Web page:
The digital economy has allowed increasing numbers of nonresidents to work remotely for California firms without becoming California residents, and even without paying California income taxes (see my article Nonresidents Working Remotely for California Businesses ). At the same time, more and more nonresidents find themselves being offered lucrative temporary employment in California. This is particularly true for software developers or other information technology and e-commerce specialists who are in high demand by California’s thriving internet firms to complete a particular project. But it’s also true for medical professionals, management strategists, actors, professional athletes, artists, corporate trainers, even part-time teachers in a specialty field.
What all these professionals have in common is project work. The employment in California is temporary in that it involves completing a particular project or term of service. It isn’t permanent. It isn’t open-ended. Of course, temporary is a relative term. Some projects may only last a few months; others may require more than a year to complete. The issue confronting nonresidents working temporarily in California is whether they will be taxed only on their California-source income or become a resident in the eyes of California’s tax authority, the Franchise Tax Board. To control that, nonresidents working in California should have a plan.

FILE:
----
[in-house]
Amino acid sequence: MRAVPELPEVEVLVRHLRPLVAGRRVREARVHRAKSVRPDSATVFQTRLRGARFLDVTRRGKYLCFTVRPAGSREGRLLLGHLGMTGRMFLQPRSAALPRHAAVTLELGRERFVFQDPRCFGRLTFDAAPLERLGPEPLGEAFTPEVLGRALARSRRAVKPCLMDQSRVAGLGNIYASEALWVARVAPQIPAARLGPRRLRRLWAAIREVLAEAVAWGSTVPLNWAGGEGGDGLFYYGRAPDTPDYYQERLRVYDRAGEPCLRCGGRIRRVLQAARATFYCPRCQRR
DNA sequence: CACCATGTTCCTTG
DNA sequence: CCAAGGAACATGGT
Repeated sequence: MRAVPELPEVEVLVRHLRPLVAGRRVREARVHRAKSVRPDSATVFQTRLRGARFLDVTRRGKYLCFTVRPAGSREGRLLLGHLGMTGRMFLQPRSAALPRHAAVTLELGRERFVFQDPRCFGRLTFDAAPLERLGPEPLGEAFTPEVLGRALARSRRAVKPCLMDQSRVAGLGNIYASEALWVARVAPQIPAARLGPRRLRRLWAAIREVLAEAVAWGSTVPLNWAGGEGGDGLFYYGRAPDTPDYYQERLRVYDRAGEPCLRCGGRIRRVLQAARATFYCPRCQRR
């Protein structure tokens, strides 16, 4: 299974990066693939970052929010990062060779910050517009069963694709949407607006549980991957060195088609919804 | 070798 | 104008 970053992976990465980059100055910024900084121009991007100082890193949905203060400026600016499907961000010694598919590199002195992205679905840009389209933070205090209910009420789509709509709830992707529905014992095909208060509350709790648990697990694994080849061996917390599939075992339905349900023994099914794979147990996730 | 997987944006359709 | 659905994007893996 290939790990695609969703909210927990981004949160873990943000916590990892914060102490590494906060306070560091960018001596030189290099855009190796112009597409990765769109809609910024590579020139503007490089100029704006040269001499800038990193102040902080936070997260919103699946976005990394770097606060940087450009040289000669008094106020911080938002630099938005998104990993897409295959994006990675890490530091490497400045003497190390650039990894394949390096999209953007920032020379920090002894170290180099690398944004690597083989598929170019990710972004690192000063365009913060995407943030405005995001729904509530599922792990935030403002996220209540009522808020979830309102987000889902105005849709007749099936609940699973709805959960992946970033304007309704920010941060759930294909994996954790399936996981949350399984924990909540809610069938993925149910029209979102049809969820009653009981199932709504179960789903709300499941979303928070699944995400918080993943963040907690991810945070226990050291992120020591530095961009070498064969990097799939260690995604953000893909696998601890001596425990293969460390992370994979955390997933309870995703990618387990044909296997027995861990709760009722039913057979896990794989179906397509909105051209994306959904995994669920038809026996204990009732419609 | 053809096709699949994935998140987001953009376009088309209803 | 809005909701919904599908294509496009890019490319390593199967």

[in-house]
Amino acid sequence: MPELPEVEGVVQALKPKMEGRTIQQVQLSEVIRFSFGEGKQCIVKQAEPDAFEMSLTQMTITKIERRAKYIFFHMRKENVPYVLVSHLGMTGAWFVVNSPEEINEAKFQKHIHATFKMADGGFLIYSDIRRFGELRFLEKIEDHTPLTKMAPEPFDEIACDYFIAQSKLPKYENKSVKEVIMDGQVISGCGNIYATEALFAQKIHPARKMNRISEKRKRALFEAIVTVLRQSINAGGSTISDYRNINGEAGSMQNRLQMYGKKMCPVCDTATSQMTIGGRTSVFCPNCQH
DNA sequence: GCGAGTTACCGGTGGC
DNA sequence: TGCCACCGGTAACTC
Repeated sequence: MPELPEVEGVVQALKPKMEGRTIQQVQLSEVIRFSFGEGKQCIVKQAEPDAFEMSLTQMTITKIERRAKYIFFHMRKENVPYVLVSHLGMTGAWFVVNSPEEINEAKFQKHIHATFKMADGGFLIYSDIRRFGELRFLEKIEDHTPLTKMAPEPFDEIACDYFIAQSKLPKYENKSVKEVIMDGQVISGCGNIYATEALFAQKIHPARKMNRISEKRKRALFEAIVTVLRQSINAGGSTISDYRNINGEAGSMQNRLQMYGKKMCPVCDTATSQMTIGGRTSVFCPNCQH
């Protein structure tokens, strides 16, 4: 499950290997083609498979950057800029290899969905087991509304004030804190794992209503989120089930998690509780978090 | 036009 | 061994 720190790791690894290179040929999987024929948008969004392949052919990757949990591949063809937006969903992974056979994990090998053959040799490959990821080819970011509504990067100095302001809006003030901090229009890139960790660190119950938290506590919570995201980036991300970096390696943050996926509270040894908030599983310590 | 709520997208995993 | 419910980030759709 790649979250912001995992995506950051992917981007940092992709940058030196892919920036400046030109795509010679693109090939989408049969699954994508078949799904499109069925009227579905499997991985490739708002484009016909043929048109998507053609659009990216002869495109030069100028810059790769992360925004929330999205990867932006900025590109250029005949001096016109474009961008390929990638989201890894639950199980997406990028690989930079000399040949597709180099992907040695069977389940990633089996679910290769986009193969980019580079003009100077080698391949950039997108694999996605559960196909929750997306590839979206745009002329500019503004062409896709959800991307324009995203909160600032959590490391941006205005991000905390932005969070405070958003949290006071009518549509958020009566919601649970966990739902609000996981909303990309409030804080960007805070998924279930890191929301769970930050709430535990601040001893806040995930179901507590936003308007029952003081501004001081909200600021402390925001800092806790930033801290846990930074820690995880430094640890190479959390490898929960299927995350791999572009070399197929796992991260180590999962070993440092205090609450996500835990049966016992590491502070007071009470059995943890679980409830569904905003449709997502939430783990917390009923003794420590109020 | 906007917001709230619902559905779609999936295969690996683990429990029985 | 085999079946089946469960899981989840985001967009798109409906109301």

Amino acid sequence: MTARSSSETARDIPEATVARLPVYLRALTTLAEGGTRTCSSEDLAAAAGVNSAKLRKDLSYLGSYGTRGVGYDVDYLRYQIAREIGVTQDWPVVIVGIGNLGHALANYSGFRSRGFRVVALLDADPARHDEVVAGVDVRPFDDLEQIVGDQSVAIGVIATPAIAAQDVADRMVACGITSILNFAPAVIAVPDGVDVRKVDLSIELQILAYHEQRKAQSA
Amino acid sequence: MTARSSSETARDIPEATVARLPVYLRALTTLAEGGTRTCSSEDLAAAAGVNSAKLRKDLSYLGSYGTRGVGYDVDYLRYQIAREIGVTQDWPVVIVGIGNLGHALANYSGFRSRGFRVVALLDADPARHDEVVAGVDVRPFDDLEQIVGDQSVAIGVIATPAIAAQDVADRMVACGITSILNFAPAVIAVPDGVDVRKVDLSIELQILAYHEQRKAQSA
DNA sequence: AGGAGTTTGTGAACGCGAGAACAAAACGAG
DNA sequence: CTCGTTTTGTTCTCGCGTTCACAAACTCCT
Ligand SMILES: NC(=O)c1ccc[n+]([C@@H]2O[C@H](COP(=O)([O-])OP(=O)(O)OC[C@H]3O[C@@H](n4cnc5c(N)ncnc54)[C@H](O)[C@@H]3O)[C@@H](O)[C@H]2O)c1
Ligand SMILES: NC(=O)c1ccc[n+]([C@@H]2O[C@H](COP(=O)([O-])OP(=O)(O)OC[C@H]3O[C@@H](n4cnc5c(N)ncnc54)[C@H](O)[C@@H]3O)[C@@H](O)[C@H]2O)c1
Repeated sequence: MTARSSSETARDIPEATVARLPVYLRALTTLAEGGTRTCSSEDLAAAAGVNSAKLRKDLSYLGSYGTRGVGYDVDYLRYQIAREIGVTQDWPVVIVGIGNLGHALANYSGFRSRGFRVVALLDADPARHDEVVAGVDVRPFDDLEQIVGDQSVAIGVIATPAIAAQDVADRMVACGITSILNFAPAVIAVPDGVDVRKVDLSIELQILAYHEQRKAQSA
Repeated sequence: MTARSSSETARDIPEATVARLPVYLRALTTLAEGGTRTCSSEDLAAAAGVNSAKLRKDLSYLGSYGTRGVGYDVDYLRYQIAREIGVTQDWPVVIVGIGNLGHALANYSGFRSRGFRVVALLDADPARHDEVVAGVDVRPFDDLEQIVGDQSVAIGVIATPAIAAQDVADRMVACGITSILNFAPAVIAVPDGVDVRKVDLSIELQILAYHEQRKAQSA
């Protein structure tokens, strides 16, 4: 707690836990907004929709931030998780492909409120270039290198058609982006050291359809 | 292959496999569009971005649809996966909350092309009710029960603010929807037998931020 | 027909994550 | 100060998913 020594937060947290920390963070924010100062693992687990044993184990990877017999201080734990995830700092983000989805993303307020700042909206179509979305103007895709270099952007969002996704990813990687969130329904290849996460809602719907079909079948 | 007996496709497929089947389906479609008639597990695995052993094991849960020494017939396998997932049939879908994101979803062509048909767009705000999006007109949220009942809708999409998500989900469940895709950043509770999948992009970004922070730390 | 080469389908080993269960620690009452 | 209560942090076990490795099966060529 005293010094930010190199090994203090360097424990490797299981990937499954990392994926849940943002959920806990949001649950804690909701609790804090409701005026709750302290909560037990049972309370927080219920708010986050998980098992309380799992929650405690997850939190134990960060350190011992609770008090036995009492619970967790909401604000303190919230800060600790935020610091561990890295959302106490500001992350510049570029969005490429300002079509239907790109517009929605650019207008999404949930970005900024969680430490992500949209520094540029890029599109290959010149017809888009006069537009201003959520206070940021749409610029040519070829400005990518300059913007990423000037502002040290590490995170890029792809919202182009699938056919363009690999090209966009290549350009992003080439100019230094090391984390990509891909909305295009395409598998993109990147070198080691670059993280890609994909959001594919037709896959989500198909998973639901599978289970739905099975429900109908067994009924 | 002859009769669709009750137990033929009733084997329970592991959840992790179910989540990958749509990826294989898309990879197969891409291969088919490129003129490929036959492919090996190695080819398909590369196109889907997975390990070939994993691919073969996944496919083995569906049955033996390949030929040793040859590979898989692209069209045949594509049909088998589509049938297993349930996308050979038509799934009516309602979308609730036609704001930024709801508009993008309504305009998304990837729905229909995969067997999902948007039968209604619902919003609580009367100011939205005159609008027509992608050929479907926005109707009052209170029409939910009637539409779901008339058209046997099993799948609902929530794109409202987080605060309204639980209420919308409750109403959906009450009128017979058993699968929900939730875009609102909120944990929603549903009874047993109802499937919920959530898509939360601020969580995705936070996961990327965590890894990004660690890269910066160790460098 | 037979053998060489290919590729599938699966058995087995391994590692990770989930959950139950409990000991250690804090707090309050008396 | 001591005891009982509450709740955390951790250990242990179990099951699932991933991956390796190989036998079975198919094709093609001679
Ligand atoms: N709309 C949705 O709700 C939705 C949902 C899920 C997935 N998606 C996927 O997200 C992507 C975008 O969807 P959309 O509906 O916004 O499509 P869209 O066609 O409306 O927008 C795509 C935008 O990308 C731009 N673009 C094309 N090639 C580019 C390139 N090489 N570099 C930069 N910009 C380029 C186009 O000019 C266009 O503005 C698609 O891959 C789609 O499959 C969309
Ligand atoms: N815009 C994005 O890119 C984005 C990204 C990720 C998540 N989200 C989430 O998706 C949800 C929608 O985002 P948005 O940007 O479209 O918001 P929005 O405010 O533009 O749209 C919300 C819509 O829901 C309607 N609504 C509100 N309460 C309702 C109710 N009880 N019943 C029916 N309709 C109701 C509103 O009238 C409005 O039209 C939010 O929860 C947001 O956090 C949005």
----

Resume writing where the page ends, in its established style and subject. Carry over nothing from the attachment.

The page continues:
Why It Matters?
At first blush, it might not seem to matter whether a nonresident working on a temporary basis in California is deemed a resident or not. The wages or 1099 (independent contractor) income received while working in California is taxable by California regardless of residency status. That’s inescapable because the work is performed in California. If all the income the worker receives during that tax year comes from the project, it doesn’t make any difference what his residency status is.
However, if the taxpayer has other sources of income, it makes a big difference. The FTB only taxes nonresidents on income sourced to California. But it taxes residents on all their income, from whatever source. And the top rate is 13.3% (in 2017).
Continue reading →